2. Harvard GSD Architectural Design Critic, Founding Principal at Bureau 0-1: KAZ YONEDA As human beings we need spaces to think, organize and re-orient the directions we want to cross in our lives. The natural landscape, historically has provided and still provides the opportunity to refocus and unwind. Gardens are very much a private space for internal contemplation and spiritual journey. Parks and gardens deal with different kinds of natural and symbolic features, lakes, ponds, streams and rivers work altogether to create a comprehensive landscape that could increase the quality of life, not only for the people who experience directly the natural place, but also for the neighborhood areas, enriching the quality of the urban fabric. Being able to use nature as a medium of interaction in the everyday life, through breathing fresh air, having access to clean water, having a space to contemplate and also to exercise is a great benefit inside the complexity of the urban context. In this meaning landscape is able to cover different degrees of personal and territorial growth within a urban community.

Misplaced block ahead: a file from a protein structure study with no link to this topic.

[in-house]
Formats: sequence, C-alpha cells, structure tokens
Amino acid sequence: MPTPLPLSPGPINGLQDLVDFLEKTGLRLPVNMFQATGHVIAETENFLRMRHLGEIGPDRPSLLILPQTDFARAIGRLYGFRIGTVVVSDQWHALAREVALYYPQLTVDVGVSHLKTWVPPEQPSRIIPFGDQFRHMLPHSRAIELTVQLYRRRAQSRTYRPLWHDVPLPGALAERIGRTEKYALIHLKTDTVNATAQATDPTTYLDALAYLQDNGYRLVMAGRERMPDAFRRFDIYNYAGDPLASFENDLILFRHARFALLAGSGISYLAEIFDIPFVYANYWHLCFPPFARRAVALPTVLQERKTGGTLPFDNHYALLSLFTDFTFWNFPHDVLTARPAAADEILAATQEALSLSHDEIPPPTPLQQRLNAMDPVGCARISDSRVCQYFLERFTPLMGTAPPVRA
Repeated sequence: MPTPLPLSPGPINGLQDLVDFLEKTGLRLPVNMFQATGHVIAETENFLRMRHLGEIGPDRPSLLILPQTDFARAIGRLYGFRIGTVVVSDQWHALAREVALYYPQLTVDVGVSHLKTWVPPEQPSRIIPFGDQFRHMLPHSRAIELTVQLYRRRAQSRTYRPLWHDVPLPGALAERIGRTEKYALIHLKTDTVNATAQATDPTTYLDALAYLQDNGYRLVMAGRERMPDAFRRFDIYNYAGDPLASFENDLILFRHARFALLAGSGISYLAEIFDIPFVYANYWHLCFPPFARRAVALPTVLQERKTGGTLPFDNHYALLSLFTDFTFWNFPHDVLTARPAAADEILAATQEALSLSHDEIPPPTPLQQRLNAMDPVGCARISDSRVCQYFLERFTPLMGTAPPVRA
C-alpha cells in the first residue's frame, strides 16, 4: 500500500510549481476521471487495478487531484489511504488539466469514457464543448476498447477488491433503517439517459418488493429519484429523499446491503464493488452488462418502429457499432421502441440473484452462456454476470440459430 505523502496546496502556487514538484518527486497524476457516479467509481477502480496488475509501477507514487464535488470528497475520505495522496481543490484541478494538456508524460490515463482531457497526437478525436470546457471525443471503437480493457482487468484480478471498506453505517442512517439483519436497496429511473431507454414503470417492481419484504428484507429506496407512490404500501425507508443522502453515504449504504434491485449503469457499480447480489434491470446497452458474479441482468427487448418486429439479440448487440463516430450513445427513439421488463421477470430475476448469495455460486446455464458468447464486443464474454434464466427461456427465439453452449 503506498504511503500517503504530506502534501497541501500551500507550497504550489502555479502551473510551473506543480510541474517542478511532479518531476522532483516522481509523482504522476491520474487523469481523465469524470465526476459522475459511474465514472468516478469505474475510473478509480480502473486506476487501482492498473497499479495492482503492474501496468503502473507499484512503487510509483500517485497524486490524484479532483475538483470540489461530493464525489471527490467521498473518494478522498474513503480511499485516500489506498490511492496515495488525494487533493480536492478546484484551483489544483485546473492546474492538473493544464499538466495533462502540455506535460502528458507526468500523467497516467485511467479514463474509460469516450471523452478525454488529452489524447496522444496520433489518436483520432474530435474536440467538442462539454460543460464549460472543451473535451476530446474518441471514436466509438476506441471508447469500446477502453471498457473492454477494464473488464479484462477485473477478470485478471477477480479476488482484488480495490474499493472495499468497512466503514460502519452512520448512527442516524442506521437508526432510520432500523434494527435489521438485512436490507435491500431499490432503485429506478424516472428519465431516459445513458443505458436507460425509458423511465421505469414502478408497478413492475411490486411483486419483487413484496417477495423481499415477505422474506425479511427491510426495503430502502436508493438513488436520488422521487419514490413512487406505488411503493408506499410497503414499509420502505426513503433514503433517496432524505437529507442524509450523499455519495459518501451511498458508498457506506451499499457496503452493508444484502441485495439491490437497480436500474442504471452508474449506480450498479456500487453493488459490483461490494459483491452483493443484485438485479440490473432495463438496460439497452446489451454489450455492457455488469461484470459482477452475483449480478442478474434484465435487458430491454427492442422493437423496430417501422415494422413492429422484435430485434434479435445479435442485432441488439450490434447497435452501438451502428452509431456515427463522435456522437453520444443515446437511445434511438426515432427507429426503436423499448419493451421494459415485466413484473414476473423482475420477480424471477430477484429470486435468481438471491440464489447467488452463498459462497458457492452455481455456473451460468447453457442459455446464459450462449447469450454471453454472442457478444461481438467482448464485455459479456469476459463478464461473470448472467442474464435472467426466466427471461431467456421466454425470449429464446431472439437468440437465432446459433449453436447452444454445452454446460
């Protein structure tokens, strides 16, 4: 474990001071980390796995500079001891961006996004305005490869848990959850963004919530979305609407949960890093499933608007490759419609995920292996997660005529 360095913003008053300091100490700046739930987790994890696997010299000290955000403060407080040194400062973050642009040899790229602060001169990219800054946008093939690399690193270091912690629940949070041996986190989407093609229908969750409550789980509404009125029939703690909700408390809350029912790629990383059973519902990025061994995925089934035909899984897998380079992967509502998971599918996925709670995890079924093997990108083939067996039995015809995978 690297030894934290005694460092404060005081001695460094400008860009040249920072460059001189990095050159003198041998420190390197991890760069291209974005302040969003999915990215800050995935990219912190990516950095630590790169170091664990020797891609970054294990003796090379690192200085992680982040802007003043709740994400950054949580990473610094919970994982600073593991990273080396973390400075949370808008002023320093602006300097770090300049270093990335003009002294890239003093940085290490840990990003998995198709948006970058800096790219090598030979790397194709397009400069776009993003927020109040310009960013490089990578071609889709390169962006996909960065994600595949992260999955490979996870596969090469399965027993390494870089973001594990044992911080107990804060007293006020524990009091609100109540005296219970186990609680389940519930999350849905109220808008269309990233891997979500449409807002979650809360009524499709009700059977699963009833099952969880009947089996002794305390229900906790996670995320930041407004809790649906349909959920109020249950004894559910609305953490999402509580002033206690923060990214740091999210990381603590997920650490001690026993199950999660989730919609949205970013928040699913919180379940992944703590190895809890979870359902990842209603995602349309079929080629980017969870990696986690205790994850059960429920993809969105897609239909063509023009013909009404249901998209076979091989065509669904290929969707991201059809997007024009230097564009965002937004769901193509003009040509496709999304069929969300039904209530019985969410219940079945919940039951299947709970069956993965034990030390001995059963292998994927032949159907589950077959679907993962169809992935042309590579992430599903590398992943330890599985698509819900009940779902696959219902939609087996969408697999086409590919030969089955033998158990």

3. Photographic Artist, Cultural Producer, Expert on Japanese Garden: Everett Kennedy Brown The influence of the ecological environment is incresingly important in redefinig values for the real estate and urban development. Shaping the nature, involves not only the careful design of the visual and aesthetical features, but also a more complex thinking on how the natural environment affects the human senses, whether it be smell, heard or felt. The concept of Biotope, developed in Europe in 1970s is a good starting point to develop a successful project. This process involves moreover researching and studying the local ecology, learning its history, not only reading the anthropic signs on the territory. Starting from the big picture, through the understanding of the peculiar fauna characterized by different species that are originally there, to the smallar scale, studying the pathways of animals, birds, insects and even the wind. How does the wind and sun move through the landscape? These kinds of details are often forgotten but really important to make a project that has lasting value. Landscape design is very important for the improvement of human environment and architecture. Even with small and precise gestures as for example the use of contrasts, such as shadow and light, the mixture of old and new cultural elements, these kinds of complexity enhance and uplift the experience.